The 31st annual Outsider Art Fair, which opened Thursday night at the Metropolitan Pavilion in the Chelsea neighborhood and runs through Sunday, is New York’s largest clearinghouse of work by self-taught and marginalized artists. In some respects it’s fairly constant. Major dealers like the Ricco/Maresca Gallery (Booth A11) of Manhattan and the Fleisher/Ollman Gallery (Booth A5) of Philadelphia tend to stick to the same large exhibition spaces, and you can always find work by mainstays of the “outsider” genre: Drawings by Bill Traylor, the formerly enslaved person who produced hundreds of unforgettable animal silhouettes in his 80s, and by Martín Ramírez, known for the tunnels and dreamlike cowboys he made in California mental institutions, are scattered all over the fair.
But the other constant, alongside these standards, is an overdose of blaring novelty. Gathering 64 exhibitors from eight countries, including a full dozen new to the fair, this year’s edition includes Inuit drawings, handmade playing cards, scads of grimacing little figurines and two special presentations — a themed booth called “We Are Birds” that benefits the National Audubon Society, and a series of black-and-white oil portraits that chart Elvis’s life and horoscope. Tickets are $44 ($22 for students), but if you keep your eyes open, some unexpected moment of beauty will stop you in your tracks. This is what stood out to me.
Kopač Committee/ArtRencontre Association (A2)
Slavko Kopač (1913-1995) wasn’t an outsider artist — he trained at the Zagreb Academy of Fine Arts. But after moving to Paris in 1948, and falling in with artists like André Breton and Jean Dubuffet, he became curator of the influential Collection de l’Art Brut. In other words, he was one of the fathers of the visionary art genre. Now two “scientific committees,” one Croatian, one from Paris, have joined forces to get the first American showing in decades for Kopač’s own scratchy and extremely strange but weirdly charming paintings. Look for a large, graphic turtle wryly turning its head like a stage actor and his 1949 “Homage to Christopher Columbus,” which includes what seems to be a reference to slave ships.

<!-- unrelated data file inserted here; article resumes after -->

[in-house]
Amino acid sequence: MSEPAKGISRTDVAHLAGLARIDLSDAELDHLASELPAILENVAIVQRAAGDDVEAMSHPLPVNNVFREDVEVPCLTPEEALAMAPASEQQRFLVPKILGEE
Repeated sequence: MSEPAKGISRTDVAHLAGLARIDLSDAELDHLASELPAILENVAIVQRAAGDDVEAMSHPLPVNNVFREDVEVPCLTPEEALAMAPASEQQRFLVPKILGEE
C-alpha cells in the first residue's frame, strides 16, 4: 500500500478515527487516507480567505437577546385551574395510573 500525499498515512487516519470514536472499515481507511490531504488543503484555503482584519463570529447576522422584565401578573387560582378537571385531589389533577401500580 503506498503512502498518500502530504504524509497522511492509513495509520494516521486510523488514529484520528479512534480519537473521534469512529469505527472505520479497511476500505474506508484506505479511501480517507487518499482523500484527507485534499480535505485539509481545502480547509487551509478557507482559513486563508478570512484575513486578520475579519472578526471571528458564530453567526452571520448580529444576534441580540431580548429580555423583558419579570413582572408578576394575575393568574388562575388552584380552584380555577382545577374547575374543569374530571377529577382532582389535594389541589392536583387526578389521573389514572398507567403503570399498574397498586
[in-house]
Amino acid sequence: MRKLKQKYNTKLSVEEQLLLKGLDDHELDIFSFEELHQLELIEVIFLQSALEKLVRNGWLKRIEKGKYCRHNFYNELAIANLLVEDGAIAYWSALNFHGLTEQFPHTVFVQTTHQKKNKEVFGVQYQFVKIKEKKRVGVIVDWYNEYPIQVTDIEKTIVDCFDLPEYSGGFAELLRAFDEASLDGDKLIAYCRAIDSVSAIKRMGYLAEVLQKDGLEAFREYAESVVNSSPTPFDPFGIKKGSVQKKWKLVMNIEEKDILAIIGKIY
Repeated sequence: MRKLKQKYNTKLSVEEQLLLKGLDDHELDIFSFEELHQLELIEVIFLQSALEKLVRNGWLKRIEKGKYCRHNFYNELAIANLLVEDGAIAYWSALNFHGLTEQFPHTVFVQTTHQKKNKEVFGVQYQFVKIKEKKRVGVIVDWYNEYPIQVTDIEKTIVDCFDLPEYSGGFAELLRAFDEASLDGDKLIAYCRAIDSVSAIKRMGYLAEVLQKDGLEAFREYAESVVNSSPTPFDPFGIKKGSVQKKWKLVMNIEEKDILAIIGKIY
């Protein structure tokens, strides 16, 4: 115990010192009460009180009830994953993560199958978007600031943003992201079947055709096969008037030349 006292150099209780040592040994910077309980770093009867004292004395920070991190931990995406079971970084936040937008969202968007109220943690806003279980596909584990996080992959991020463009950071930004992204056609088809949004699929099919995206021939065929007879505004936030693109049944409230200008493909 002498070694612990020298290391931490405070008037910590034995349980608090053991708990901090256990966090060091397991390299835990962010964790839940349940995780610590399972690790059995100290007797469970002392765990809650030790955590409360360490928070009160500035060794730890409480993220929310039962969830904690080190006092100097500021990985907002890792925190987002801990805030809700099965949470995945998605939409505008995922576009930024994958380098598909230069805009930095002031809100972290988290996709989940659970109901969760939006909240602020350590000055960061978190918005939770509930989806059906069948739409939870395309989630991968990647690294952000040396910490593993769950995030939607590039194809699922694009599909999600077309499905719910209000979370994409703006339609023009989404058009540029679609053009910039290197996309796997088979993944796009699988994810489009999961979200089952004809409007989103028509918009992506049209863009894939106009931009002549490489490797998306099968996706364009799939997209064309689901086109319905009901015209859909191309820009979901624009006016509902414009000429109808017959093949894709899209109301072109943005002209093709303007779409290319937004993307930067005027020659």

Alexander Gorlizki of Magic Markings collects Tantric, astrological and other esoteric drawings and diagrams around Northern India. They’re not art, exactly, in the sense that they wouldn’t have been made with chiefly aesthetic ends in mind. But many of them are nonetheless bewitching, like a game of snakes and ladders organized around Jain spiritual progress, an unfinished portrait of Vishnu bisected by a big white square or a Hindu version of Argus covered in hundreds of eyes.
OAF Presents: “The Life and Death of Elvis Presley: A Suite, 1985-1995”
In a special commercial presentation by the fair itself, Paul Laffoley (1935-2015), a visionary artist, charts Elvis’s life in eight intricate, text-heavy, pastel-tinted paintings that combine his distinctively obsessive approach to arcane correspondences with his impossibly dry sense of humor. The first, centered on a detailed birth chart, also analyzes the singer’s signature and the letters of his name, from E-for-Eros to S for “Sol: The Sun;” the fourth is labeled “Frankenpelvis.” In the final portrait, Elvis looks like an animatronic robot about to short out in the rain. All eight paintings are framed in velvet curtains.
Among the brash colored pencil drawings by Inuit artists in this Canadian gallery’s presentation are a dapper pink mosquito by Saimaiyu Akesuk that vaguely recalls Keith Haring and “Composition (Bird Transformation)” by Kakulu Saggiaktok (1940-2020). Covering two sheets of black paper more than seven feet long, Saggiaktok’s figure has fins, a beak, a flopping green tail and two enormous human hands — but mostly it’s made of rippling stripes of bright color that look like feathers, waves and a cosmic halo all at once.